In my last post, I listed the various tasks to finish key restoration. During the week, I was able to get the remaining tools to install bushings. These include a brush to apply hide glue, a small painting knife to apply hide glue to ivories, and a “hot pot”. Celeste sent me home with a small supply of pre-mixed hide glue, bushing felt and a set of “cauls” for applying the bushings. I’ll say more about the tools and the bushing process in my next post.
That left the remaining cleanup of the keys. Not all of the tasks have to be complete before installing bushings, but I thought it wise to finish the old felt removal and Scotch-brite and sanding of the wood surfaces to remove dirt and imperfections. I also needed to repair and clean up the “sharps” mortices before bushing replacement. This leaves a few tasks that can be done after the bushings are installed. Another audio book, and I went to work. The list has been updated to reflect progress, and the video is a condensed version of the roughly four hours of work.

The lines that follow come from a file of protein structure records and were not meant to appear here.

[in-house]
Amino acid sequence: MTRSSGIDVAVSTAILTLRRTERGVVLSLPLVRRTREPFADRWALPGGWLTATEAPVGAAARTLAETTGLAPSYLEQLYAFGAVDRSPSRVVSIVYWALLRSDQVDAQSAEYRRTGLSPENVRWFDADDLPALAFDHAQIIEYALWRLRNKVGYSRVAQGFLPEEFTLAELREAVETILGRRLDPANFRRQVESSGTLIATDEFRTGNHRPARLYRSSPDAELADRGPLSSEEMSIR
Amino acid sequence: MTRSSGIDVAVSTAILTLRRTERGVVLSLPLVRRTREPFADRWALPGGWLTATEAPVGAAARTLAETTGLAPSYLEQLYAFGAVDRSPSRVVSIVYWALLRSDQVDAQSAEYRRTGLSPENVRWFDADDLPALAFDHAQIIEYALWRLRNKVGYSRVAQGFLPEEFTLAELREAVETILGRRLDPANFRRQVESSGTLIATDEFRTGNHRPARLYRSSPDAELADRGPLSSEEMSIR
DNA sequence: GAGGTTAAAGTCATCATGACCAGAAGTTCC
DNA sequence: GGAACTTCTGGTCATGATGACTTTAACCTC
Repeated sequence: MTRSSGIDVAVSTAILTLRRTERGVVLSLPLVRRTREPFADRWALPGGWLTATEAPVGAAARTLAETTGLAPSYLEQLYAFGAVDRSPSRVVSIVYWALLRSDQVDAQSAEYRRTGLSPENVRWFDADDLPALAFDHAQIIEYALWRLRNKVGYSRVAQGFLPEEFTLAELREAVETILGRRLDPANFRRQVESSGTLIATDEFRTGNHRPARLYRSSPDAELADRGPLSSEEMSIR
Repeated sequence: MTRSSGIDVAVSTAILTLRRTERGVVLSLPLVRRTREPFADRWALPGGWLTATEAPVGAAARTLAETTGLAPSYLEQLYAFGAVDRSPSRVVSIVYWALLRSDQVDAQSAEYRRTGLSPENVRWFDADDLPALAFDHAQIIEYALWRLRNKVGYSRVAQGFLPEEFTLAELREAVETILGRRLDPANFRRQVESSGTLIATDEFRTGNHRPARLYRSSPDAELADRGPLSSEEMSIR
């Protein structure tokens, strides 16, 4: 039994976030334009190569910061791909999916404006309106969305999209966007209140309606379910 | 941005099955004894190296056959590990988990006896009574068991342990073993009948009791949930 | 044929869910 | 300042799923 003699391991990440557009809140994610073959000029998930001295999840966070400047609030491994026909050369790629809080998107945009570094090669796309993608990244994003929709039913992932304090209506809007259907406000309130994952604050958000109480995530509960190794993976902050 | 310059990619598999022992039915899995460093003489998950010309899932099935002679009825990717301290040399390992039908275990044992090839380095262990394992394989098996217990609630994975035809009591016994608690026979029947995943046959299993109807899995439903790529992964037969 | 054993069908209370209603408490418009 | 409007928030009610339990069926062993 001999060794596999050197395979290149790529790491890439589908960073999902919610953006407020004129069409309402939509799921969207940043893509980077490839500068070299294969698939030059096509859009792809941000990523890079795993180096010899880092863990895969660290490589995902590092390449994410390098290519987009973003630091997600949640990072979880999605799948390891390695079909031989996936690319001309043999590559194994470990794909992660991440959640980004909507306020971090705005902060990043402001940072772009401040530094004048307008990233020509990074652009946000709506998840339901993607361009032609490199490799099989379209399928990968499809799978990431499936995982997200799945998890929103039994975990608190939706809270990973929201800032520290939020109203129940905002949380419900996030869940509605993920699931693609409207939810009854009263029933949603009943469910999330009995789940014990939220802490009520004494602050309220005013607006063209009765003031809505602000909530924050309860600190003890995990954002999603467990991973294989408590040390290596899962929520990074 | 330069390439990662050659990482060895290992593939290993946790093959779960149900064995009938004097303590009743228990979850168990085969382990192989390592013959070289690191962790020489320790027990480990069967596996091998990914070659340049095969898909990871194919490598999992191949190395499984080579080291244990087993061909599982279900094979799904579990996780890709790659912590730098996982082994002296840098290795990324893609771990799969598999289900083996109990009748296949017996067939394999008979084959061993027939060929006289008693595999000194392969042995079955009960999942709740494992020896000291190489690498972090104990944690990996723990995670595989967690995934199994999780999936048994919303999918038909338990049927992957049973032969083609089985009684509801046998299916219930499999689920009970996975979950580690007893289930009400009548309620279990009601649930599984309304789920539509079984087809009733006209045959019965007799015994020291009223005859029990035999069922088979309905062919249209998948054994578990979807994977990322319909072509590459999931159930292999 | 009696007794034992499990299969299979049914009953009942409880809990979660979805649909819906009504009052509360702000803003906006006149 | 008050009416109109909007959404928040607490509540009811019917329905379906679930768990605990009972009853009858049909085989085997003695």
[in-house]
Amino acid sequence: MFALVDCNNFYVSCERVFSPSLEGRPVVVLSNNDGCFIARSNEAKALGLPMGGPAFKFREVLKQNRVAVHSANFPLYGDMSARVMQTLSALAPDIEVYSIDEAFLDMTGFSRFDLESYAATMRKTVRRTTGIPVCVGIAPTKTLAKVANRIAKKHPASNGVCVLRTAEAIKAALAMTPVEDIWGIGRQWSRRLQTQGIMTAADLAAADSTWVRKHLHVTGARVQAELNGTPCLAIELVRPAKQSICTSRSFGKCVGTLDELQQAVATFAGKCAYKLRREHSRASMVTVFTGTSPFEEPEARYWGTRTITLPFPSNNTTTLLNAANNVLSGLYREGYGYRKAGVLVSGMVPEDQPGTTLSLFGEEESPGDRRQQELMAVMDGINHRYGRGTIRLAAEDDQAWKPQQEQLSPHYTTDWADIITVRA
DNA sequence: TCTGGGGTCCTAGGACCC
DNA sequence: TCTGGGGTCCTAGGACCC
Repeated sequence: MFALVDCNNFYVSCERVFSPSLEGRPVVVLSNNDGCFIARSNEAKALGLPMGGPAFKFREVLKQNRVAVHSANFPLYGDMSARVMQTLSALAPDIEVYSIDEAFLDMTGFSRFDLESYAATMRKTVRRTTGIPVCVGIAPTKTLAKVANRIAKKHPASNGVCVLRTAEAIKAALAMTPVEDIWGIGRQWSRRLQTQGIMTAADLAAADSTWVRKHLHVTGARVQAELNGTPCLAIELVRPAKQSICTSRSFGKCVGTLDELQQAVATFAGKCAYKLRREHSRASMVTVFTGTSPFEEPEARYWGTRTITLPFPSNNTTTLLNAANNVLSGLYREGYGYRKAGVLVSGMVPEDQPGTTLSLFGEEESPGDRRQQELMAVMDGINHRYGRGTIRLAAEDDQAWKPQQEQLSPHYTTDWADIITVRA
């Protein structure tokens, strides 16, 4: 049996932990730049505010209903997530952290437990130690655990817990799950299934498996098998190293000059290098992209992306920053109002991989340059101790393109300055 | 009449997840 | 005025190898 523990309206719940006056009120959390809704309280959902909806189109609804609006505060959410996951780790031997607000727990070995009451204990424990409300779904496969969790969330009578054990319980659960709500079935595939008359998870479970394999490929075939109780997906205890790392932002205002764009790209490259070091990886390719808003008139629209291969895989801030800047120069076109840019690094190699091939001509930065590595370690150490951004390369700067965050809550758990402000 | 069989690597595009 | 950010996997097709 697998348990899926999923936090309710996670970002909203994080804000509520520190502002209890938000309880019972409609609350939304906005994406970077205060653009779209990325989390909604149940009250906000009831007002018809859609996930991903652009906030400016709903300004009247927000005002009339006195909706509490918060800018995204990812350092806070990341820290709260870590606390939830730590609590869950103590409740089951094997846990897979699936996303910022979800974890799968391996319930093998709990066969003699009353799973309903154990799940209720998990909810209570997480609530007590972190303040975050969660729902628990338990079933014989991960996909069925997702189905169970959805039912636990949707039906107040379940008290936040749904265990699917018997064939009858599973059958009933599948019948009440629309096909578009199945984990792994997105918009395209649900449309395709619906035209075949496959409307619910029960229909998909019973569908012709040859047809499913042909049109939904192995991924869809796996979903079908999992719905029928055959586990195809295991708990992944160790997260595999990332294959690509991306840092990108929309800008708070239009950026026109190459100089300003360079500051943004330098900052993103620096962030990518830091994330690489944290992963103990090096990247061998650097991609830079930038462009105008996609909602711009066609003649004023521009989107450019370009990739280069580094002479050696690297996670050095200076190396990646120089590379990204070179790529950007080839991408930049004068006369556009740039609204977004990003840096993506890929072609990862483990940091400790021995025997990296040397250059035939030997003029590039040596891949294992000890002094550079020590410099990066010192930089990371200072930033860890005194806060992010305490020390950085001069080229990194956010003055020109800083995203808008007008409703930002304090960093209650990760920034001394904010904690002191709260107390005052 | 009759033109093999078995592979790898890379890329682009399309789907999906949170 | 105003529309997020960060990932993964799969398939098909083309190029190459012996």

Next stop: New Bushings!
- Remove old bushings (complete)
- Remove dirt with Scotch-brite (complete)
- Remove damper lifter felt (complete)
- Treat the wood with a solution of Oxalic Acid. This lightens the wood and removes dark spots and streaks.
For the “sharps,” ebony keytops
- Check for cracking around the bushing mortice and repair with cyanoacrylate glue as necessary (complete)
- Remove wood on either side of the mortice to facilitate new bushings (complete)
- repair damaged wood between ebony keytops and keys by slightly enlarging raw wood exposures and filling with Mohawk Epoxy Wood Putty
- Re-touch black over repaired wood with Pica Black Marker or black paint for larger repairs
- Sand ebonies with 220 and then 400 grit sandpaper to remove damaged lacquer finish
- Treat ebonies with 2 applications of Waterlox (similar to Danish Oil)
- Finish with Conservator’s Wax
For the “naturals” keytops:
- Sand bottom of key under ivory keytop to remove punching discoloration (complete)
- Check and repair any loose natural ivories using a thin hide glue with whiting
Next: New Bushings!